Those indicted with a capital crime, punishable with the death penalty, are assigned two defense attorneys and prosecuted by a federal attorney. To sentence someone to federal capital punishment, the U.S. Attorney General must approve the local attorneys’ charge, and a Department of Justice (DOJ) panel reviews the defense attorney’s appeal not to pursue the death penalty If convicted, only the president can grant clemency and commute their sentence to life in prison without parole. Those on death row can spend years waiting for their execution. The Death Penalty Information Center reported that over half of all prisoners on both state and federal death row in 2021 had waited over 20 years before they were executed.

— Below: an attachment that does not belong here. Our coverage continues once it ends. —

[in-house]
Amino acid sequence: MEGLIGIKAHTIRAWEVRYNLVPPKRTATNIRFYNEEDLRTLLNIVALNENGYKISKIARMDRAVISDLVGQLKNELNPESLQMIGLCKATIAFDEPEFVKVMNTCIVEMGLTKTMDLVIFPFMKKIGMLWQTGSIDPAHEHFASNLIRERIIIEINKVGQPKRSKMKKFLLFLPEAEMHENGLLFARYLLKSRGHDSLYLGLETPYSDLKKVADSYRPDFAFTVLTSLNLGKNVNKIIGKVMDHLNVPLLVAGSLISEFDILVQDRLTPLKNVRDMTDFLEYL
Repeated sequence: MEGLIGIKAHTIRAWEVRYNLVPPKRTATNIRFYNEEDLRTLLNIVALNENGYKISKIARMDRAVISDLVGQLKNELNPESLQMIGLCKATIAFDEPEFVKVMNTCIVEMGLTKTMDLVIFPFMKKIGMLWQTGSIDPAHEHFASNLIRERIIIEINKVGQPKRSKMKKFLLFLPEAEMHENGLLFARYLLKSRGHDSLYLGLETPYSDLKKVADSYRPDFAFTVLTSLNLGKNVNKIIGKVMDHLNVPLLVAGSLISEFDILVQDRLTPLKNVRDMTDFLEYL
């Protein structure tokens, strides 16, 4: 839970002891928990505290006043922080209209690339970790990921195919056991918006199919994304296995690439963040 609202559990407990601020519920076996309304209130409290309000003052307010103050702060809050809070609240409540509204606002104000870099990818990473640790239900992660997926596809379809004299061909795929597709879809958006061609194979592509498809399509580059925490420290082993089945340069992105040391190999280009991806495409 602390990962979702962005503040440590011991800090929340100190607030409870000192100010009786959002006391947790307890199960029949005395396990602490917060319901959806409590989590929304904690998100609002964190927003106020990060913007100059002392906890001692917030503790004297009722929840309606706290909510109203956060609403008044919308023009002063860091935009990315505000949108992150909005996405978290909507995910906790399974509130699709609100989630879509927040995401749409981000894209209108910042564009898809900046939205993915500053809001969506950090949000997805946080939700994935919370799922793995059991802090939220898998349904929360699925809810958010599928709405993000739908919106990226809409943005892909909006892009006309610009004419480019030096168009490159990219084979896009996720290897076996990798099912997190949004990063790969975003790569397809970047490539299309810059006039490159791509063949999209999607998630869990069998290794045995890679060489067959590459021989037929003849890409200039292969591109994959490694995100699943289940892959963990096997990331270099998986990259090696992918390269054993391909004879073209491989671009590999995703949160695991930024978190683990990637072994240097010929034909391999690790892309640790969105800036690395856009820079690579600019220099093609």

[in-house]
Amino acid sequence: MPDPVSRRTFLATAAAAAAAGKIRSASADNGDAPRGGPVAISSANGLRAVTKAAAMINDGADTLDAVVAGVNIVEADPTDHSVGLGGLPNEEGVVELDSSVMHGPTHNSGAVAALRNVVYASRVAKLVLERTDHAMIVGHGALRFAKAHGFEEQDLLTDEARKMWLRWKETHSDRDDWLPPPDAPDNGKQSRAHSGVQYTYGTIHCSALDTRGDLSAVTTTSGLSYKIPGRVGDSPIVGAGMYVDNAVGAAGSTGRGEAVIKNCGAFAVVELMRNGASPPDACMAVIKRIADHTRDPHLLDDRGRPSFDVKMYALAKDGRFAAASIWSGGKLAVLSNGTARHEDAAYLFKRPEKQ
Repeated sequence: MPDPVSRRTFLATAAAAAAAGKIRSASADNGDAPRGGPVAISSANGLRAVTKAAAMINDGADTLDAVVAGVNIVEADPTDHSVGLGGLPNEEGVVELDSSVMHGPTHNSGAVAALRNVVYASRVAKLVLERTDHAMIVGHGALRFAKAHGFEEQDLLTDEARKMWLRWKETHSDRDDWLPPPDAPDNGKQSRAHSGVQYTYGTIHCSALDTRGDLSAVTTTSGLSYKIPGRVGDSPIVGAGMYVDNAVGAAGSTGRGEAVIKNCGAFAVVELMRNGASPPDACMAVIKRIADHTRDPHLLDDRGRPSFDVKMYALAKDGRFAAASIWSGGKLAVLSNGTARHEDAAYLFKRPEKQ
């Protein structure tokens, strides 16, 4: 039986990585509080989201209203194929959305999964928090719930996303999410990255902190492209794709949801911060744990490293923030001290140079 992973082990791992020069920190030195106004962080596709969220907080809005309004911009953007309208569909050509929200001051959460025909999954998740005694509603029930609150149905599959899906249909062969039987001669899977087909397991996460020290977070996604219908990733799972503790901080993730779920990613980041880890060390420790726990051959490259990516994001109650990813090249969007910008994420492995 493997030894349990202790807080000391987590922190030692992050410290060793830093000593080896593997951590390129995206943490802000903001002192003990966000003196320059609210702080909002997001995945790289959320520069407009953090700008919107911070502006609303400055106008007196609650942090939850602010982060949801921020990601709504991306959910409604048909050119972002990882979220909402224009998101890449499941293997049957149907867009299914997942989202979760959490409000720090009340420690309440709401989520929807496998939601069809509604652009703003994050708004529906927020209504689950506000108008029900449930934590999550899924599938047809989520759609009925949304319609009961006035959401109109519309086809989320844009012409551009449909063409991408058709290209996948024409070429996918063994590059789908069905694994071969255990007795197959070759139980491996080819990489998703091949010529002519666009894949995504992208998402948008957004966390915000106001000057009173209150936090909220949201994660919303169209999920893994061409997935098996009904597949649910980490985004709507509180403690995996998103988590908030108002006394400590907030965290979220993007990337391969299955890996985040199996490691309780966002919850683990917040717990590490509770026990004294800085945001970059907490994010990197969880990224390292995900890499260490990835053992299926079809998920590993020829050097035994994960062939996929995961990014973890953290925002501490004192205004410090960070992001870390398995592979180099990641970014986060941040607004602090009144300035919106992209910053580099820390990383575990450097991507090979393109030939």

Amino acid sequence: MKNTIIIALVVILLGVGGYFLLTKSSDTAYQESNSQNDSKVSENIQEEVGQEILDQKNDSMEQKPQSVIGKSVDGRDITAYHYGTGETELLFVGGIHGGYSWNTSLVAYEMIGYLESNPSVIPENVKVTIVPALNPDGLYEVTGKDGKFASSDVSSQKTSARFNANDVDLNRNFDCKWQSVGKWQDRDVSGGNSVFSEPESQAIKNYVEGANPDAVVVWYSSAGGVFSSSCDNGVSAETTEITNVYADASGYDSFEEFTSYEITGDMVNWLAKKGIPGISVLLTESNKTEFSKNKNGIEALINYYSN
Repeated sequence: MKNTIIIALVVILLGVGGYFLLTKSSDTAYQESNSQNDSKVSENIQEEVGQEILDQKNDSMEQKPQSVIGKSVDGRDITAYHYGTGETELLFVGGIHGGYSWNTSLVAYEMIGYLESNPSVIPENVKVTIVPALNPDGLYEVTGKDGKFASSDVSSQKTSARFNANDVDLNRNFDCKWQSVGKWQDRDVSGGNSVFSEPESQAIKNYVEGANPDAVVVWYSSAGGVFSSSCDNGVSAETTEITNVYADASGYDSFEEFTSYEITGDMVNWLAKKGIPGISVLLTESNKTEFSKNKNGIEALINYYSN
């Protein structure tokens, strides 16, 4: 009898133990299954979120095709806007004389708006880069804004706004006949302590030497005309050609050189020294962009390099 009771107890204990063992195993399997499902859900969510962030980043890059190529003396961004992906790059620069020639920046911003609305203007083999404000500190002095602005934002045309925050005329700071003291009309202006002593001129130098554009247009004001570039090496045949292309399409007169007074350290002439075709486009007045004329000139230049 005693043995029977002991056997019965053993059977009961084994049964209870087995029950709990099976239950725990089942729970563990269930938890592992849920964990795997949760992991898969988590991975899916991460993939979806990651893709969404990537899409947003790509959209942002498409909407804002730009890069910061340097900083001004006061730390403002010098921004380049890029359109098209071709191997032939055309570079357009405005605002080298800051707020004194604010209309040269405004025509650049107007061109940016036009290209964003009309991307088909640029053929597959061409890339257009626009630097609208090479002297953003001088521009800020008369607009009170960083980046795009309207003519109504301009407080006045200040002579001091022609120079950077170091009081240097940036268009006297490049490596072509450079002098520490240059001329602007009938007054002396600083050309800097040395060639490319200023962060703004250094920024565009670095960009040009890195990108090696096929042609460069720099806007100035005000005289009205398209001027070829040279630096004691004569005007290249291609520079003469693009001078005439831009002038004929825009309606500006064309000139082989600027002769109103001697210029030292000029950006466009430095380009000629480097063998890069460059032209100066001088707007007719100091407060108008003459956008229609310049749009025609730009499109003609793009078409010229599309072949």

During this waiting period, defendants are allowed one appeal (with certain exceptions on a case-by-case basis). And despite long, drawn-out cases, “guilty” verdicts are not necessarily reliable ones. To date, 172 people have been successfully exonerated from federal death row. Framed another way, 1 in every 9 people on federal death row has been released for a wrongful conviction. And exonerations can take years — it’s common to wait 25 to 30 years

Moreover, systemic injustice plagues capital punishment cases. Prosecutors exercise discretion about whether to pursue the death penalty in the first place. In this, political considerations may come into play, since prosecutors are typically elected. Racial disparities are also evident. The race of the victim typically matters more than the race of the defendant, and cases with white victims are disproportionately overrepresented on death row. If a victim is a white person, the defendant is 17 times more likely to be sentenced to death than if the victim is non-white, according to a 2020 Harvard study. This is true even controlling for other variables, like the number of victims or the brutality of the crime.